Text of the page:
Division of Forestry Seeks Partners to Prevent Tree Pest Damage
NASHVILLE – The Tennessee Department of Agriculture’s Division of Forestry is scaling up efforts to prevent damage by the gypsy moth. Starting Jan. 12, 2022, the Division will accept bids to trap the tree pest in Johnson, Carter, Sullivan, Washington, and Unicoi Counties.
“Our goal is to keep the gypsy moth out of Tennessee,” State Forester David Arnold said. “We do that by placing traps to monitor high-risk areas. The destructive pest can feed on many tree species and can easily defoliate trees across acres of forest. Once trees are weakened, it leaves them vulnerable to diseases and other pests that can eventually kill them.”
To slow gypsy moth’s range and prevent defoliation in new areas, Tennessee participates in the United States Department of Agriculture’s Slow the Spread program. The aim of the program is to actively monitor and eradicate populations before they establish. Gypsy moth has not been established in Tennessee. However, trapping will take place in the five counties on the advancing edge of the pest’s range. If high numbers of gypsy moths are captured, other monitoring or treatment strategies may be used to locate established populations and eradicate them.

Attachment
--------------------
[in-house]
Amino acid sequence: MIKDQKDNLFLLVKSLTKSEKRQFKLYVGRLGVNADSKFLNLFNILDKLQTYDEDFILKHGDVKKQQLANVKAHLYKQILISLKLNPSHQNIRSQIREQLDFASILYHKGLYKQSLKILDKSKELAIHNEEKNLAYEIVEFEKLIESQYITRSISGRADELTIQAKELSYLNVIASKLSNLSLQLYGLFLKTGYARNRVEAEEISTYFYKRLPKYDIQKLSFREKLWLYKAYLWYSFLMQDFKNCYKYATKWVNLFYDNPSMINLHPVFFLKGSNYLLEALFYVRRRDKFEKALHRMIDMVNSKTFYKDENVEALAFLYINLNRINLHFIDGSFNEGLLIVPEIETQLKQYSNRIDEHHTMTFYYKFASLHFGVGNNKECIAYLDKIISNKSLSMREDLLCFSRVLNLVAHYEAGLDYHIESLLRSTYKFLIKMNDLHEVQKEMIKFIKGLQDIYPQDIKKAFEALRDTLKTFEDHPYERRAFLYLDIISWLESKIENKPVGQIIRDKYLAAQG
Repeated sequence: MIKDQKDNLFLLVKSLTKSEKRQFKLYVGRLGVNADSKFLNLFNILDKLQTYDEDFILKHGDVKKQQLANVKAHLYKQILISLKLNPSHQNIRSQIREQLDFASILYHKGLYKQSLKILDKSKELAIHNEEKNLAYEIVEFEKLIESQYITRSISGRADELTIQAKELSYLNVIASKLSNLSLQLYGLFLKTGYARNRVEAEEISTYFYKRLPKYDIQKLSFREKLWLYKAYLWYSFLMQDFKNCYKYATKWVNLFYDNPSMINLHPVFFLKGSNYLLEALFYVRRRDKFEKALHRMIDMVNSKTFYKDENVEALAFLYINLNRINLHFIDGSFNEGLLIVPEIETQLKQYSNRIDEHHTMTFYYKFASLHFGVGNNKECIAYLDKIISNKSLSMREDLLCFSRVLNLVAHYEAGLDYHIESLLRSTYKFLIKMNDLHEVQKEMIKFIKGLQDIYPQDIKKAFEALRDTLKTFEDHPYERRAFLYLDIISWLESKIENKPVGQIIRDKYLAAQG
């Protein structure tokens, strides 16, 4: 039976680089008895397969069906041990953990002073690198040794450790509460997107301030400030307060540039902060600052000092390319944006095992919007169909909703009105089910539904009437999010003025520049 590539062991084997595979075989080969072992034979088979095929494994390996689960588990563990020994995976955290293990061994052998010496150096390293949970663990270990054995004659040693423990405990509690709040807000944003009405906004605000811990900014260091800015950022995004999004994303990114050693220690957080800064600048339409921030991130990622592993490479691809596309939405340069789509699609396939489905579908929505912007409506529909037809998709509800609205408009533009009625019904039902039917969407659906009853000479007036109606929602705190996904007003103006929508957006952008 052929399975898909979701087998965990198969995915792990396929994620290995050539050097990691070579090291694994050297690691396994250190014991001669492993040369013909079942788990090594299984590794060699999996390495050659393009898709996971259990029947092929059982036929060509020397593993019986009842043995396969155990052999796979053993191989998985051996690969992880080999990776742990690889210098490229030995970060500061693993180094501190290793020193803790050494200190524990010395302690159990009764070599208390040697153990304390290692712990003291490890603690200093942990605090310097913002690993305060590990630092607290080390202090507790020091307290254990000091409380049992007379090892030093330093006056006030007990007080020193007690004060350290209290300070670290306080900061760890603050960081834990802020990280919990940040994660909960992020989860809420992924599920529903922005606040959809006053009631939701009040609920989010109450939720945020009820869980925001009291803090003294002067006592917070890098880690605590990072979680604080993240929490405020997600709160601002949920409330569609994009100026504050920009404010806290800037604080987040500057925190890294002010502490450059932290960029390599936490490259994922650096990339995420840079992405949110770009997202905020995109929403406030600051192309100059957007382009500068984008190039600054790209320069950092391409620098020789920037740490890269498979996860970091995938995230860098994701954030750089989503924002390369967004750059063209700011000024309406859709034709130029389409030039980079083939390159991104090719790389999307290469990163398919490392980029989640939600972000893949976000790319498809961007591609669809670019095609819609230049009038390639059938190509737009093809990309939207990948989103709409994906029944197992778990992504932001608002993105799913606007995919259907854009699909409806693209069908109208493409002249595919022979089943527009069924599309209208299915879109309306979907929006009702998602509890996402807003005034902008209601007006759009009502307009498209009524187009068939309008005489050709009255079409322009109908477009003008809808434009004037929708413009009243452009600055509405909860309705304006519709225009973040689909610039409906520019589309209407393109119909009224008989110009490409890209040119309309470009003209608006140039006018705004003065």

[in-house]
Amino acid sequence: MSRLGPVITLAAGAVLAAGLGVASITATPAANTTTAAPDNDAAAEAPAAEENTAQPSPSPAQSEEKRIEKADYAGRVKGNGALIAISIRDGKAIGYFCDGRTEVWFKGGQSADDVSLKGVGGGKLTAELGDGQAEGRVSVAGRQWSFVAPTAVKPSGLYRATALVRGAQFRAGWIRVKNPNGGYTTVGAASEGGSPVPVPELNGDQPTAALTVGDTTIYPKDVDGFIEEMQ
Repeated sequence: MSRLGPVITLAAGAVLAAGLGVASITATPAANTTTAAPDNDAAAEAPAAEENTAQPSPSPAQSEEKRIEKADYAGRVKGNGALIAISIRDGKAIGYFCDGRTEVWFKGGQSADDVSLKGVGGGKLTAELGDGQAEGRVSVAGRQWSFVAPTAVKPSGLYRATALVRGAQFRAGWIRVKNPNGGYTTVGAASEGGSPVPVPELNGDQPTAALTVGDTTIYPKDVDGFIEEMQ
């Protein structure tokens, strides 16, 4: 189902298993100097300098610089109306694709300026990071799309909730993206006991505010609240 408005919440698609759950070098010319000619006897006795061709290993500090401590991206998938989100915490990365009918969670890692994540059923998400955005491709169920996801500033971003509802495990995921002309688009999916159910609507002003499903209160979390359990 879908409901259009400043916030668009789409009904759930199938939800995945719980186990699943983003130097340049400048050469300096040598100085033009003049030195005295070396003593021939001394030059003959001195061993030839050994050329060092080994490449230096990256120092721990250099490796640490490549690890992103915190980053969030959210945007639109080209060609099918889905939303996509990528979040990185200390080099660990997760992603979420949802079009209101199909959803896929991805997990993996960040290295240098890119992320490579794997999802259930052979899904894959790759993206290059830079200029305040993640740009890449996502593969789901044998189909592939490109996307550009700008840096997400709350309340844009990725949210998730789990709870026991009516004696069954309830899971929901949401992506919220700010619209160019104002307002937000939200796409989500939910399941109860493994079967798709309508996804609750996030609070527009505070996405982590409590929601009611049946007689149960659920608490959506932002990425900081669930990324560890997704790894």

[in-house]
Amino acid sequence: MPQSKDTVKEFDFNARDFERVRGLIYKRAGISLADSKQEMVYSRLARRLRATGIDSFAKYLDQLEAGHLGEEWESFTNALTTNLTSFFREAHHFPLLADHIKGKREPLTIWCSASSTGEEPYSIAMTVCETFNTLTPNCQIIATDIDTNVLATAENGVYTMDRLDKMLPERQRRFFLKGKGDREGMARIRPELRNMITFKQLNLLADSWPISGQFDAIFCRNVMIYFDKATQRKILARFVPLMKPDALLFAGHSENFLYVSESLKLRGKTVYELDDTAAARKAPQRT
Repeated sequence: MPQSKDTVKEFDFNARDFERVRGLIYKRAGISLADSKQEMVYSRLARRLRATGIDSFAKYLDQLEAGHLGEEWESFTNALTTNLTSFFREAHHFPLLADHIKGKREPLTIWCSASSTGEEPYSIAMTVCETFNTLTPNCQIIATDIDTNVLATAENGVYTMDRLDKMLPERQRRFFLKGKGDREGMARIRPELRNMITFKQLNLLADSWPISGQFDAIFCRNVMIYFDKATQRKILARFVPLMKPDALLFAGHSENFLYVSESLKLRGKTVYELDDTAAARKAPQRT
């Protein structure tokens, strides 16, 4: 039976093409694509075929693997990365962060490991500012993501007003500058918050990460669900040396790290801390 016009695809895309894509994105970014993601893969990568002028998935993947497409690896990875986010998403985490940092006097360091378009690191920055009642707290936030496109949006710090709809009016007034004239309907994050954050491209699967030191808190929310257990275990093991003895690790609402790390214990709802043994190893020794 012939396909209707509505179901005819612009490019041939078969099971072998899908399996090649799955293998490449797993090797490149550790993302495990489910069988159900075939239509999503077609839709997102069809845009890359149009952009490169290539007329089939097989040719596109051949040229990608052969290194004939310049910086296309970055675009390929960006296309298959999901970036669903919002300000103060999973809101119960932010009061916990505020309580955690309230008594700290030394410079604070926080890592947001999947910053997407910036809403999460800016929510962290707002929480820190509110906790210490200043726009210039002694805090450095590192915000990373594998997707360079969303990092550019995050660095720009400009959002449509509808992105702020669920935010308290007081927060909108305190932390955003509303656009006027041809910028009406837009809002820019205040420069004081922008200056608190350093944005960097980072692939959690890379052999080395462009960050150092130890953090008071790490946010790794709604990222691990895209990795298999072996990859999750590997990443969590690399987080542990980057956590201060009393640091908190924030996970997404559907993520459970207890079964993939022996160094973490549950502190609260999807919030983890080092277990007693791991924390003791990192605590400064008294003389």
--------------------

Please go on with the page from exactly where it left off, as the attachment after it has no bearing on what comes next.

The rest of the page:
There are measures landowners can take to prevent the invasive tree pest. The Division of Forestry recommends keeping trees healthy by watering, fertilizing, and pruning. Reduce the number of places where moths can hide egg masses in yards and on recreational vehicles. Or plant tree species that gypsy moth caterpillars don’t like to eat such as maples, sycamore, and poplar.
Contractors who wish to submit a bid for placement, inspection, and removal of gypsy moth traps may do so for each county individually. For information, complete the form found at forms.office.com/g/mHiaMnULeY. Bids will be accepted via email only until 4 p.m. CDT on Jan. 31, 2022. Contact Gypsy Moth Coordinator Hannah Hollowell at 615-837-5439 or Hannah.Hollowell@tn.gov with any questions. Visit www.slowthespread.org/ for more on the Slow the Spread initiative.
Photo courtesy of USDA APHIS